Glenn Horowitz is an agent in the sale and placement of culturally significant archives to research institutions nationwide. Among the many authors, artists, musicians, designers, and photographers he have represented are Norman Mailer, James Salter, Deborah Eisenberg, David Foster Wallace, Vladimir Nabokov, Philip Grushkin, the Magnum Group, Nadine Gordimer, and Danny Fields, to name but a few.
I met Glenn in his Manhattan offices. We talked about, among other things, the imaginative "packaging of authors' archives, the maturing of research institutions, kaboosing like collections, natural sympathies, technology coming on line, letterpress printing as a nostalgic gasp, the shift to digital, Bob Dylan's archive, the Woodie Guthrie Center, the transformation of Tulsa, the Kaiser Foundation, Bob Woodward and Carl Bernstein, Watergate and the University of Texas, the importance of the creative process, New Criticism, identity politics, the melting of textual studies, the growing importance of ancillary material; Bernard Malamud, Bob Giroux, Strand Bookstore, envy, small versus major research institutes, Michael Ondaatje, Canada's lack of interest in its writers' papers, Margaret Atwood, Robertson Davies, Conrad Black, FDR, and archives as a non-traditional market.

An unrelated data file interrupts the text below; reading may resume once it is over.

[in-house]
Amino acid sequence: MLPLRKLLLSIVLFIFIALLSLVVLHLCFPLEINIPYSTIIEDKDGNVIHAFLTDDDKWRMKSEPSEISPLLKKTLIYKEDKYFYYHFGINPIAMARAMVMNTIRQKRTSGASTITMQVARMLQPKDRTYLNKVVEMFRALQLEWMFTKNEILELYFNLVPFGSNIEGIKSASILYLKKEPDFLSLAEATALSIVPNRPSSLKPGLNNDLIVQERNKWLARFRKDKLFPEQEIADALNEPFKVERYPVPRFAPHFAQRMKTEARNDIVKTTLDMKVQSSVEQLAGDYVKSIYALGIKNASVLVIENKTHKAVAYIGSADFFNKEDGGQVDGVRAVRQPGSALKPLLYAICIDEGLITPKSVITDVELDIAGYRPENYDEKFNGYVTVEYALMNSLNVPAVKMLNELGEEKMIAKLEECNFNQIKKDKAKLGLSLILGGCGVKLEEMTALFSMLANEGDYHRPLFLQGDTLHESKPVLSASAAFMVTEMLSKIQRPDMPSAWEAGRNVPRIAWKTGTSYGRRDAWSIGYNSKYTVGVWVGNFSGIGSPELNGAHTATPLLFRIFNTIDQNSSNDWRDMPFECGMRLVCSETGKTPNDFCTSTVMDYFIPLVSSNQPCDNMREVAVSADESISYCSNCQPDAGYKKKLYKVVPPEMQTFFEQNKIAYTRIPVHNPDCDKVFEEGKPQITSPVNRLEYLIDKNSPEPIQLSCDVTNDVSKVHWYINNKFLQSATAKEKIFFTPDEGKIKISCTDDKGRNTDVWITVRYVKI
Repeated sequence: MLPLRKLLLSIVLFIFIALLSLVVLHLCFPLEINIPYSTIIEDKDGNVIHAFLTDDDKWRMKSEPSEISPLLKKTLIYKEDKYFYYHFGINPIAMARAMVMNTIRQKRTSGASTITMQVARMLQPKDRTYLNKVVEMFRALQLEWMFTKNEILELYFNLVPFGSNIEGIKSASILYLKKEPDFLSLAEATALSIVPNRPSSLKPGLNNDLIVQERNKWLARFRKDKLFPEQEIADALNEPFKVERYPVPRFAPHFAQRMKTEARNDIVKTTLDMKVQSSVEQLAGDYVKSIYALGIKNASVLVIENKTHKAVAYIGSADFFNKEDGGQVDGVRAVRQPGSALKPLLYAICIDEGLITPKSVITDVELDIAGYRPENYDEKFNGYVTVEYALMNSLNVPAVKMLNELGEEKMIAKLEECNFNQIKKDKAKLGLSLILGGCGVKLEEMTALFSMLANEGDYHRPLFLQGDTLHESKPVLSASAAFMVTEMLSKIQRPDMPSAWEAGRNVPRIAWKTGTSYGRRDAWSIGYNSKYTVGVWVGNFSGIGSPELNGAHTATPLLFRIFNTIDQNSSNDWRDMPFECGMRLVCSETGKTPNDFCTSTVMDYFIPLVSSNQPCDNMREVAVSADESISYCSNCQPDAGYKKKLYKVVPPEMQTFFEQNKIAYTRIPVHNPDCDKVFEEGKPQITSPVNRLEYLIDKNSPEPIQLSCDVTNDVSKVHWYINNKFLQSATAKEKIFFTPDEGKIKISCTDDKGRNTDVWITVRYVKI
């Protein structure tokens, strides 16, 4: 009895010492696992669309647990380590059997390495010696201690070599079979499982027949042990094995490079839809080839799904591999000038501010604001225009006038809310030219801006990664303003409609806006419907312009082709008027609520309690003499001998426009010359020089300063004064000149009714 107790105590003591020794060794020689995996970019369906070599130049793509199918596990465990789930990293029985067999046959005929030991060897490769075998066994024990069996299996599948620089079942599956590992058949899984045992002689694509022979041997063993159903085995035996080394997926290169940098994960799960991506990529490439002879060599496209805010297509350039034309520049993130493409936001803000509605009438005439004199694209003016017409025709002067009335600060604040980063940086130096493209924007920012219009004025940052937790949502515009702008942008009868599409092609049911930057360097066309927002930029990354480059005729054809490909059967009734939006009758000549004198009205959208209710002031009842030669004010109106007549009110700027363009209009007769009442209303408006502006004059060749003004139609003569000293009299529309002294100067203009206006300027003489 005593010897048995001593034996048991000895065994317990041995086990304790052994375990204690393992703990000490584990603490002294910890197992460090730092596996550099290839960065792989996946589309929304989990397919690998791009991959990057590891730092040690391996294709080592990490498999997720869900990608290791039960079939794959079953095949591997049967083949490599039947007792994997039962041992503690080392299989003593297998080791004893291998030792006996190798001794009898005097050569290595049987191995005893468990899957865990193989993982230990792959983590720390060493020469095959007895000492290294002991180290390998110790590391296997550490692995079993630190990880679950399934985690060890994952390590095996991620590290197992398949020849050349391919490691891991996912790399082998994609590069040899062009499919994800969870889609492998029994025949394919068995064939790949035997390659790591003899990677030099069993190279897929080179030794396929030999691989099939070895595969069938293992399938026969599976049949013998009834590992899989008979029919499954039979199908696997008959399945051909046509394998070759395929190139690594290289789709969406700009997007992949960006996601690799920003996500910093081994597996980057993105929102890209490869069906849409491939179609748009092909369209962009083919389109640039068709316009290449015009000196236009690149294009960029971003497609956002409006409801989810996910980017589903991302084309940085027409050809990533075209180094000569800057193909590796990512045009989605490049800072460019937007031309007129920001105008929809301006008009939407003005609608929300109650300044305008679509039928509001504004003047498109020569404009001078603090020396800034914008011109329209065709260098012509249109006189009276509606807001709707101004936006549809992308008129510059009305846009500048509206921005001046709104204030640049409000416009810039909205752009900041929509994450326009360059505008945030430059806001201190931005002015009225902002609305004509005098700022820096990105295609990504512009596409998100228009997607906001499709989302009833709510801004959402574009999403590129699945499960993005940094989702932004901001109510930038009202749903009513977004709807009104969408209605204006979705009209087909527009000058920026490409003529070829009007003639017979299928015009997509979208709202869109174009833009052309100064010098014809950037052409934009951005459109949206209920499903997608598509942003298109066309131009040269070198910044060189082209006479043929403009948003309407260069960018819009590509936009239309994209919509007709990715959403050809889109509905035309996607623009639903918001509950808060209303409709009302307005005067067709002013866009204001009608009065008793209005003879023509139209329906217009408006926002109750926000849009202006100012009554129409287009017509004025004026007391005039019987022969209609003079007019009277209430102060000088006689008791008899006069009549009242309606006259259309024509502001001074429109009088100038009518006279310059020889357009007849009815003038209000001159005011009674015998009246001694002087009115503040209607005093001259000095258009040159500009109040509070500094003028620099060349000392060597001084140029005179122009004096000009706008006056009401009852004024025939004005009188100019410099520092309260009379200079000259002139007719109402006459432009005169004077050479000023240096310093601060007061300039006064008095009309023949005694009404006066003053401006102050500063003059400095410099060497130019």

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This podcast and article was first published on the blog, The Biblio File, and is re-posted here with permission of the author.
Nigel can be contacted via: firstname.lastname@example.org